to check out a book.  Exactly $18,790.086.31. The same amount every
time it happens.  The librarians know it’s a glitch of some sort,
but no one knows where this number comes from.  The IT folks can’t
seem to eradicate it for good.  They get rid of it, but it always
comes back.  It even gets printed on our receipts.

I don’t understand...why Herman Cain’s supporters can’t recognize
that his “9-9-9" tax plan actually raises taxes on the middle class
and lowers taxes for the rich.  Now while the 1% will call that “a
good start” to their goal of never paying any taxes, shouldn’t those
Cain supporters who are of the 99% be concerned?

I don’t understand...why anyone would join a remembrance discussion
of a no-longer-with-us comics creator to make snotty comments about
the deceased.  If you’re one of my Facebook friends, you know that
I often start such discussions on my Facebook wall.  I start these
to remember industry friends of mine and sometimes industry figures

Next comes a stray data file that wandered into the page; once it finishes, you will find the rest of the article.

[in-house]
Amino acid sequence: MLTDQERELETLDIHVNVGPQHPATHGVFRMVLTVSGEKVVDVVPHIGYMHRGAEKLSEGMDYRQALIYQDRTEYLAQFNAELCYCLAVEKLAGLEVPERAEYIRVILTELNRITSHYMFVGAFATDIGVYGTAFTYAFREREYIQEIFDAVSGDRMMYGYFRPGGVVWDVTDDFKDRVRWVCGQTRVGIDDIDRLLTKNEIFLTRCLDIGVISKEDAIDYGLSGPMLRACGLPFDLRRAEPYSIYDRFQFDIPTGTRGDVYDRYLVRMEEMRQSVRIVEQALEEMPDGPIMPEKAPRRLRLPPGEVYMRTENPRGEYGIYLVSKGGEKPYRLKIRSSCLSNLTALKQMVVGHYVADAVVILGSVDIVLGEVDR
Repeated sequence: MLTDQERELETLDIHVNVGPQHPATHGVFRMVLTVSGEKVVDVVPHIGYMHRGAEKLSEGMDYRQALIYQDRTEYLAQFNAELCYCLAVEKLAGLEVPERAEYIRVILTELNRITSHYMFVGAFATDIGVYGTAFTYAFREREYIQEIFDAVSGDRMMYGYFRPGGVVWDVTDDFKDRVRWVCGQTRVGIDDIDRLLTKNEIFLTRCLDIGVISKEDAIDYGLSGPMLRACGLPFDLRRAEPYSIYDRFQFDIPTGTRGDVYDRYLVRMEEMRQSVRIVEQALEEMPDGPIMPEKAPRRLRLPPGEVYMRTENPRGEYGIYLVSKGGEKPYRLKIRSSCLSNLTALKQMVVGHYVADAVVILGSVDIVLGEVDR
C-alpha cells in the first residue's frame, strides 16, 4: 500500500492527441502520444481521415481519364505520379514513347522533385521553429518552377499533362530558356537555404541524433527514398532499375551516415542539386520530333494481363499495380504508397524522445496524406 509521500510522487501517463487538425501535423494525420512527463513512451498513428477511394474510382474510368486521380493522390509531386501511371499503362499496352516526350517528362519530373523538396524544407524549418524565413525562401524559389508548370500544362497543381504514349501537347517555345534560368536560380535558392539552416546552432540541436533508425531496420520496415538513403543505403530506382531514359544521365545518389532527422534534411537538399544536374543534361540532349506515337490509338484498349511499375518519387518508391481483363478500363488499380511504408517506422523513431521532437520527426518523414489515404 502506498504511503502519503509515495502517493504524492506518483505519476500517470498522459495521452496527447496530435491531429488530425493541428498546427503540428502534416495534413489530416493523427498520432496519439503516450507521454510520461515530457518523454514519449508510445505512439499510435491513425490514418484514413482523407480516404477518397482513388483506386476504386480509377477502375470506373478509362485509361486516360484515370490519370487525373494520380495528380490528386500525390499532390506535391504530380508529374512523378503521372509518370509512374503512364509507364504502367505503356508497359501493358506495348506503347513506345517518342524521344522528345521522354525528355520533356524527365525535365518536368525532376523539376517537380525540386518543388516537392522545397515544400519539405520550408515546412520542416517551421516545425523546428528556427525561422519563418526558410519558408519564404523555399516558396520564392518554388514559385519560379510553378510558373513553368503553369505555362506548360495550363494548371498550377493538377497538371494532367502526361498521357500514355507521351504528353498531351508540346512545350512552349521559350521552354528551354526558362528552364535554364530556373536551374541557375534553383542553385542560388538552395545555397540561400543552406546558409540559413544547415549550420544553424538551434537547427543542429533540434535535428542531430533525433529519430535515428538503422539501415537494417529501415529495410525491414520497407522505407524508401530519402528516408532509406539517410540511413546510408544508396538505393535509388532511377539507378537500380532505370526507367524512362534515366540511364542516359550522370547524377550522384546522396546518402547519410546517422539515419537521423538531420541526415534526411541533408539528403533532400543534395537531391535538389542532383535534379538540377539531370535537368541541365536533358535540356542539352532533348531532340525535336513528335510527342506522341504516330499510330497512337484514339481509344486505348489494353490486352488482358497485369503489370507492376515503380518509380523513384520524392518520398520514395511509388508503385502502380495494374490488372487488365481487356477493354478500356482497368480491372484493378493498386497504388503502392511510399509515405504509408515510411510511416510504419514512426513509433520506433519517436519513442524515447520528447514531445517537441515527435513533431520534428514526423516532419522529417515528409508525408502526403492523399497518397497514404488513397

whose work meant something to me.

Recently, I hosted one such discussion about Frank Robbins, who was
someone whose work I admired greatly and who was also a friend and
a collaborator on several of the comics I wrote for Marvel in the
1970s.  One poster correctly pointed out that Robbins was a major
part of the retooling of Batman in the late 1960s and early 1970s.
The retooling was guided by editor Julius Schwartz and brought to
wonderful heights by some of the best writers and artists who ever
worked on Batman, including Denny O’Neil, Neal Adams, Irv Novick,
Dick Giordano, Bob Brown, and Frank Robbins.

A few hours into the discussion, some yahoo took extreme offense
that we were talking about anyone other than Neal Adams and made
downright churlish comments about Robbins.  I “politely” suggested
this surly poster shut his pie hole.  He persisted in his insults
against Robbins.  I booted him, deleted him, and un-friended him.
I ignored his private messages which basically consisted of “How
dare I do all of the above?”  I ignored his private messages.  He
had no more claim on any more of my time than he had a right to do
whatever he wanted on my Facebook wall.

In retrospect, I shouldn’t have been surprised by this guy’s rude
behavior, just that I hadn’t noticed previously what an utter jerk
he is.  But his worship of Neal Adams - who I think it’s an amazing
talent, a great friend to creators, including myself, and all kinds
of good guy - has a business aspect to it as well.  This poster has
made a career of aping Neal’s style for advertising and non-comics